I cannot speak to the sea lamprey or the Asian carp, but to give you an example, three or four years ago the potential for round goby getting into Lake Simcoe was identified. Of course Lake Simcoe in Ontario had been the focus of a lot of activity in terms of its water quality and its protection. We participated in an exercise with Pefferlaw Creek, which feeds into Lake Simcoe and was judged to be the source of where these gobies would breach the lake, so to speak.
Essentially the exercise involved several different jurisdictions and agencies. They got together, went in, and pre-fished this thing, took out as many of the normal fish species as they could, and then just bombed that particular creek. I think rotenone was used to wipe out everything in existence. It was very serious. We had the cooperation of the municipality, and the local residents had to be involved. Everybody was on the ground, knew what was happening, and was involved in it. Did it work? No.
So you take extreme measures like that—and that's an extreme measure—where you close down an entire creek body for a period and just bomb the hell out of it with a poison that kills everything that's in there that hasn't been fished out of there in the first place, and it still doesn't work. That shows you how pervasive the problem is.
I have been to bait dealers in Ontario, who just by virtue of the fact that they did not know—and this is where education is so important—if you buy sucker minnows or something like that to fish with, you see goby in the tank that look very similar to the minnows in their bait tanks. This is why it's important that we have those types of things.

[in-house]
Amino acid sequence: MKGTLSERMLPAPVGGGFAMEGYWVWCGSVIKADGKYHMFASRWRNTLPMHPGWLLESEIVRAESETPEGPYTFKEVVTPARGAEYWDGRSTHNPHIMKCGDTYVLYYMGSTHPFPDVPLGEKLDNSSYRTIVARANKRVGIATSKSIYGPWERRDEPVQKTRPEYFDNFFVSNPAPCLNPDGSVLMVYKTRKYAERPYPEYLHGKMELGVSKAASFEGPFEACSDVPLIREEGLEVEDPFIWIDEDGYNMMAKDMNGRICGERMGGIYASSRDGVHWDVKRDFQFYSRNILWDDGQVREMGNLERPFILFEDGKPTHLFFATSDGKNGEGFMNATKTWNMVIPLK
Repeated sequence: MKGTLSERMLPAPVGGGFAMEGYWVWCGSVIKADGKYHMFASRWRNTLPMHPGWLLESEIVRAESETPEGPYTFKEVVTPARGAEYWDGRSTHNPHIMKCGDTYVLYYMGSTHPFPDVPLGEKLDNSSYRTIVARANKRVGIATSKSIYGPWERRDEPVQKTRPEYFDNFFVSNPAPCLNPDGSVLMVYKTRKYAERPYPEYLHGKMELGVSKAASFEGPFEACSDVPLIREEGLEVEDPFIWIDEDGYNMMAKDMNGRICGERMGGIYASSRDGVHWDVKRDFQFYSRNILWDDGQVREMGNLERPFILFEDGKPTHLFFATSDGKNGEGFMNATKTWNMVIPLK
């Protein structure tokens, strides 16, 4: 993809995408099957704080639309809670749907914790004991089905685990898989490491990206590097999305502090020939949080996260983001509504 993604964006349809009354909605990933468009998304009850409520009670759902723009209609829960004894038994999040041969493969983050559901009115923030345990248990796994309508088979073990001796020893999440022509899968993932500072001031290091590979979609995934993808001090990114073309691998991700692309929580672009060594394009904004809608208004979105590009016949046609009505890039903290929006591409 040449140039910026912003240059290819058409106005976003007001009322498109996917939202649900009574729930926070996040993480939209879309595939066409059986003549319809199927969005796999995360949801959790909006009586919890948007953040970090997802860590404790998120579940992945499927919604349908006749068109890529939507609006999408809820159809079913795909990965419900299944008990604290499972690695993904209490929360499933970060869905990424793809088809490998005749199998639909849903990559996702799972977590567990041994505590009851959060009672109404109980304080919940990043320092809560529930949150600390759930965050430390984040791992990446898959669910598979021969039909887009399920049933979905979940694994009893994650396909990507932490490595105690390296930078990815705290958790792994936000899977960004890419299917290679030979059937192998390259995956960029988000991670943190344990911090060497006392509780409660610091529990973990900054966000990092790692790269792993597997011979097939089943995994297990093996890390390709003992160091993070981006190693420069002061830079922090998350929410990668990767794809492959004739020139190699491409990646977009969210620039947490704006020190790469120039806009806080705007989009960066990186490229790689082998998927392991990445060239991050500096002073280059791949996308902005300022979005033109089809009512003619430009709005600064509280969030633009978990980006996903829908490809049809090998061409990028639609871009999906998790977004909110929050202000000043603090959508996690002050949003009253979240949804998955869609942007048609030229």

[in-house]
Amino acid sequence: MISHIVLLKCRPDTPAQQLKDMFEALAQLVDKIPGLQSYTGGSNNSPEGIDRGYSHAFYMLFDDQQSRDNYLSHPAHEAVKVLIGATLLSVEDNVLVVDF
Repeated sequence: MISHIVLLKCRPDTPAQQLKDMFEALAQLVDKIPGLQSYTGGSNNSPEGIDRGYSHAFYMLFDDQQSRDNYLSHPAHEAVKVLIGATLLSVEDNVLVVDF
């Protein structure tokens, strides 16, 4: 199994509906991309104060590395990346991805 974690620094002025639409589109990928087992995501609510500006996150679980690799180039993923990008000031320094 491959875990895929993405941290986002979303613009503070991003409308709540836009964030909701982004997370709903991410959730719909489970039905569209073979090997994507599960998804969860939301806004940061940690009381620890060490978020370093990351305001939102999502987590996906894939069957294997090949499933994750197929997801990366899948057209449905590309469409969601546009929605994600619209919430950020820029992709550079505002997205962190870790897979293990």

The Pefferlaw example is a good example of how difficult these things are to eradicate once they get in. Going back to Mr. Donnelly's question, when Dr. Quinney refers to the risk assessment the DFO and the U.S. have done on the Asian carp, this is critically important, because they've done great work up front: DFO, the Great Lakes Fishery Commission, and the U.S. authorities. This is going to be released shortly, within a matter of a week or two. This risk assessment lays out where we're going with this, and what happens if this happens, and it tells you what the map is to try to deal with it. We don't often have the ability to do that. The case of a goby is one small example that shows you how difficult it is. Once they are here, they are not going away.